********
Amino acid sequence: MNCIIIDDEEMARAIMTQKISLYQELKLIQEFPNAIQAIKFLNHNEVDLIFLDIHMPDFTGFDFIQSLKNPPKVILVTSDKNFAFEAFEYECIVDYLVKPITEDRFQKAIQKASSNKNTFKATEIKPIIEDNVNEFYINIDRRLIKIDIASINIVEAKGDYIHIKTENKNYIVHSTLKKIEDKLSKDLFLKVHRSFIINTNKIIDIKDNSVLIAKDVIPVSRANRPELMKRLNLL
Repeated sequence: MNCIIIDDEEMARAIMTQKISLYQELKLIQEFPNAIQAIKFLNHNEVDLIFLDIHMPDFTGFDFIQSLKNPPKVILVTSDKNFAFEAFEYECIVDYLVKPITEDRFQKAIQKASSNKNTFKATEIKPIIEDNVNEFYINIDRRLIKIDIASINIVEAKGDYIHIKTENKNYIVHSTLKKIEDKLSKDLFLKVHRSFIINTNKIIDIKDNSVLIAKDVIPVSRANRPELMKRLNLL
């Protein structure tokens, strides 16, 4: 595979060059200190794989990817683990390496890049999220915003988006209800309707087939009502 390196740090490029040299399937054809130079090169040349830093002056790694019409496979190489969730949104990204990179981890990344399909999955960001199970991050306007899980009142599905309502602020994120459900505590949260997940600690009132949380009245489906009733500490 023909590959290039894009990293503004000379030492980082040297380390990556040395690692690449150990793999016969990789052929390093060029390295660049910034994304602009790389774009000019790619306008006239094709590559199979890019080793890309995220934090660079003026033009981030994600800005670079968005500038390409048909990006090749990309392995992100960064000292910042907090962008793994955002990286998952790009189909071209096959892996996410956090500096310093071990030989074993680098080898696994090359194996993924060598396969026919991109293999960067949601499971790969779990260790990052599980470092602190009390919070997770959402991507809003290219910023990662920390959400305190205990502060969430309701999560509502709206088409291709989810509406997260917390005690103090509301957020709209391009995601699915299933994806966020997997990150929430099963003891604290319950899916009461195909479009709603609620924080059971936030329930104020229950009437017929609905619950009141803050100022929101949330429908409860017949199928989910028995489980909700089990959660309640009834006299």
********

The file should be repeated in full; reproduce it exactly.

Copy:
Amino acid sequence: MNCIIIDDEEMARAIMTQKISLYQELKLIQEFPNAIQAIKFLNHNEVDLIFLDIHMPDFTGFDFIQSLKNPPKVILVTSDKNFAFEAFEYECIVDYLVKPITEDRFQKAIQKASSNKNTFKATEIKPIIEDNVNEFYINIDRRLIKIDIASINIVEAKGDYIHIKTENKNYIVHSTLKKIEDKLSKDLFLKVHRSFIINTNKIIDIKDNSVLIAKDVIPVSRANRPELMKRLNLL
Repeated sequence: MNCIIIDDEEMARAIMTQKISLYQELKLIQEFPNAIQAIKFLNHNEVDLIFLDIHMPDFTGFDFIQSLKNPPKVILVTSDKNFAFEAFEYECIVDYLVKPITEDRFQKAIQKASSNKNTFKATEIKPIIEDNVNEFYINIDRRLIKIDIASINIVEAKGDYIHIKTENKNYIVHSTLKKIEDKLSKDLFLKVHRSFIINTNKIIDIKDNSVLIAKDVIPVSRANRPELMKRLNLL
């Protein structure tokens, strides 16, 4: 595979060059200190794989990817683990390496890049999220915003988006209800309707087939009502 390196740090490029040299399937054809130079090169040349830093002056790694019409496979190489969730949104990204990179981890990344399909999955960001199970991050306007899980009142599905309502602020994120459900505590949260997940600690009132949380009245489906009733500490 023909590959290039894009990293503004000379030492980082040297380390990556040395690692690449150990793999016969990789052929390093060029390295660049910034994304602009790389774009000019790619306008006239094709590559199979890019080793890309995220934090660079003026033009981030994600800005670079968005500038390409048909990006090749990309392995992100960064000292910042907090962008793994955002990286998952790009189909071209096959892996996410956090500096310093071990030989074993680098080898696994090359194996993924060598396969026919991109293999960067949601499971790969779990260790990052599980470092602190009390919070997770959402991507809003290219910023990662920390959400305190205990502060969430309701999560509502709206088409291709989810509406997260917390005690103090509301957020709209391009995601699915299933994806966020997997990150929430099963003891604290319950899916009461195909479009709603609620924080059971936030329930104020229950009437017929609905619950009141803050100022929101949330429908409860017949199928989910028995489980909700089990959660309640009834006299």